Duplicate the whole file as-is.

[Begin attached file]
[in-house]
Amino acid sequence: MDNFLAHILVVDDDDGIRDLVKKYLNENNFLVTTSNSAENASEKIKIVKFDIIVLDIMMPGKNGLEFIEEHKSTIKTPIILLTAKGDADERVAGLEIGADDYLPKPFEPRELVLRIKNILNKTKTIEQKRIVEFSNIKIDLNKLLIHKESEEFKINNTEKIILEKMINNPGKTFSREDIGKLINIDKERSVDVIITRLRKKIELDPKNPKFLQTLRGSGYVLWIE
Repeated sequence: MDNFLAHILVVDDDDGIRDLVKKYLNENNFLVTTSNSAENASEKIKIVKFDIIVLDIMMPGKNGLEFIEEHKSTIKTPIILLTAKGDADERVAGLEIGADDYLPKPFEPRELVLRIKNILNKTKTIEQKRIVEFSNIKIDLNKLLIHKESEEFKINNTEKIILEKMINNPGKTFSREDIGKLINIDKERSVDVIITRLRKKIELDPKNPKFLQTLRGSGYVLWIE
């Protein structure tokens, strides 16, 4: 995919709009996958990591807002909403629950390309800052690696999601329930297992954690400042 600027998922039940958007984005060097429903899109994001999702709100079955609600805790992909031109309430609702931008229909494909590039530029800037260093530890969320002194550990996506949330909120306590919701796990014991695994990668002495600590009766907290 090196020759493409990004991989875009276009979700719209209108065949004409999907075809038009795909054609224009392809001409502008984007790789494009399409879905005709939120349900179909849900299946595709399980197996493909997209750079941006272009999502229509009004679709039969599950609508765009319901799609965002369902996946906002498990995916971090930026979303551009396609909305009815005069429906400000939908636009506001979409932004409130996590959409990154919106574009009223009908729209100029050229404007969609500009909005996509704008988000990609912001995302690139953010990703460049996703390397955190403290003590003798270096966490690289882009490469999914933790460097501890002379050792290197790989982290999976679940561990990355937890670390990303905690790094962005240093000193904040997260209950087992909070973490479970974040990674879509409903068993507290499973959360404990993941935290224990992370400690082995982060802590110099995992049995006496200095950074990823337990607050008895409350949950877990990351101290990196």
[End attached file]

[in-house]
Amino acid sequence: MDNFLAHILVVDDDDGIRDLVKKYLNENNFLVTTSNSAENASEKIKIVKFDIIVLDIMMPGKNGLEFIEEHKSTIKTPIILLTAKGDADERVAGLEIGADDYLPKPFEPRELVLRIKNILNKTKTIEQKRIVEFSNIKIDLNKLLIHKESEEFKINNTEKIILEKMINNPGKTFSREDIGKLINIDKERSVDVIITRLRKKIELDPKNPKFLQTLRGSGYVLWIE
Repeated sequence: MDNFLAHILVVDDDDGIRDLVKKYLNENNFLVTTSNSAENASEKIKIVKFDIIVLDIMMPGKNGLEFIEEHKSTIKTPIILLTAKGDADERVAGLEIGADDYLPKPFEPRELVLRIKNILNKTKTIEQKRIVEFSNIKIDLNKLLIHKESEEFKINNTEKIILEKMINNPGKTFSREDIGKLINIDKERSVDVIITRLRKKIELDPKNPKFLQTLRGSGYVLWIE
């Protein structure tokens, strides 16, 4: 995919709009996958990591807002909403629950390309800052690696999601329930297992954690400042 600027998922039940958007984005060097429903899109994001999702709100079955609600805790992909031109309430609702931008229909494909590039530029800037260093530890969320002194550990996506949330909120306590919701796990014991695994990668002495600590009766907290 090196020759493409990004991989875009276009979700719209209108065949004409999907075809038009795909054609224009392809001409502008984007790789494009399409879905005709939120349900179909849900299946595709399980197996493909997209750079941006272009999502229509009004679709039969599950609508765009319901799609965002369902996946906002498990995916971090930026979303551009396609909305009815005069429906400000939908636009506001979409932004409130996590959409990154919106574009009223009908729209100029050229404007969609500009909005996509704008988000990609912001995302690139953010990703460049996703390397955190403290003590003798270096966490690289882009490469999914933790460097501890002379050792290197790989982290999976679940561990990355937890670390990303905690790094962005240093000193904040997260209950087992909070973490479970974040990674879509409903068993507290499973959360404990993941935290224990992370400690082995982060802590110099995992049995006496200095950074990823337990607050008895409350949950877990990351101290990196």